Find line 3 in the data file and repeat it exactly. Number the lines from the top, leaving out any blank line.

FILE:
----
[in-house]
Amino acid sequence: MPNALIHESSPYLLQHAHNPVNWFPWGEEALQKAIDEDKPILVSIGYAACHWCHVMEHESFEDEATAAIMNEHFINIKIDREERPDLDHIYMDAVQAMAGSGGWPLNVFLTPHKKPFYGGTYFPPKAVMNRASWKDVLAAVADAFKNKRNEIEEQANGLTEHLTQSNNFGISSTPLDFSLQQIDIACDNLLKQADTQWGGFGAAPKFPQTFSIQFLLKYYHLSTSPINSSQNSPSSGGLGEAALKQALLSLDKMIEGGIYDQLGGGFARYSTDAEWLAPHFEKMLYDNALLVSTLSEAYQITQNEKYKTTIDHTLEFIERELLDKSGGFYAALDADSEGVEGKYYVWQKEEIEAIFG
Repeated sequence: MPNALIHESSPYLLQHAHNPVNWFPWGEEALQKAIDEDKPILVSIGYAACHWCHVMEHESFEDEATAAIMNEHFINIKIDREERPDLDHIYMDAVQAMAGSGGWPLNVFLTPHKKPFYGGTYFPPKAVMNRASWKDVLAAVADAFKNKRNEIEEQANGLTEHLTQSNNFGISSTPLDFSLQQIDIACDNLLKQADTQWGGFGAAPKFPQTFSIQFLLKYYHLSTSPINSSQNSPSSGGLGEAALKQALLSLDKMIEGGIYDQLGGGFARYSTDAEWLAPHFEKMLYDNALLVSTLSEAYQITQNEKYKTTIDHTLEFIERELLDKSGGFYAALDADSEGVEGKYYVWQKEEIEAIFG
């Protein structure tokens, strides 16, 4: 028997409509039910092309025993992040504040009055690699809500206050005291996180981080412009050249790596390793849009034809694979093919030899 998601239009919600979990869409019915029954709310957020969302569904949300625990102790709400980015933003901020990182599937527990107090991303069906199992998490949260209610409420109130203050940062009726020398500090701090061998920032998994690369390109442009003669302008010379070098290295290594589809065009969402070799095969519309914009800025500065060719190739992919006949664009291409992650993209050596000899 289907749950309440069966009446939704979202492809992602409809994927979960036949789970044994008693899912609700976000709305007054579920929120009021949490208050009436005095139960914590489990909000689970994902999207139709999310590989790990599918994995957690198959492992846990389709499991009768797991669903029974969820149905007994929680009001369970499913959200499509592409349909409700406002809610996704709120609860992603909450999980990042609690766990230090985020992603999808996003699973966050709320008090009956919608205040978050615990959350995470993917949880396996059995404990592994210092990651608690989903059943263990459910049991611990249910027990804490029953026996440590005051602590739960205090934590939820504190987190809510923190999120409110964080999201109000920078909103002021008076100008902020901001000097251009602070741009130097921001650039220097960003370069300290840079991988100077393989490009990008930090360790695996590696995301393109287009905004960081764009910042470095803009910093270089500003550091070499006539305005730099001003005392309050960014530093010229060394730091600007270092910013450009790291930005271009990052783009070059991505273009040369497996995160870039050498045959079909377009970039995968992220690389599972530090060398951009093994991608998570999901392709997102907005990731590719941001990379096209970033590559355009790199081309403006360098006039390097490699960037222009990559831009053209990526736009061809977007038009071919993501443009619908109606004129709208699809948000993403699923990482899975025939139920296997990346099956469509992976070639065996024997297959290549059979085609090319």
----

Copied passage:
Repeated sequence: MPNALIHESSPYLLQHAHNPVNWFPWGEEALQKAIDEDKPILVSIGYAACHWCHVMEHESFEDEATAAIMNEHFINIKIDREERPDLDHIYMDAVQAMAGSGGWPLNVFLTPHKKPFYGGTYFPPKAVMNRASWKDVLAAVADAFKNKRNEIEEQANGLTEHLTQSNNFGISSTPLDFSLQQIDIACDNLLKQADTQWGGFGAAPKFPQTFSIQFLLKYYHLSTSPINSSQNSPSSGGLGEAALKQALLSLDKMIEGGIYDQLGGGFARYSTDAEWLAPHFEKMLYDNALLVSTLSEAYQITQNEKYKTTIDHTLEFIERELLDKSGGFYAALDADSEGVEGKYYVWQKEEIEAIFG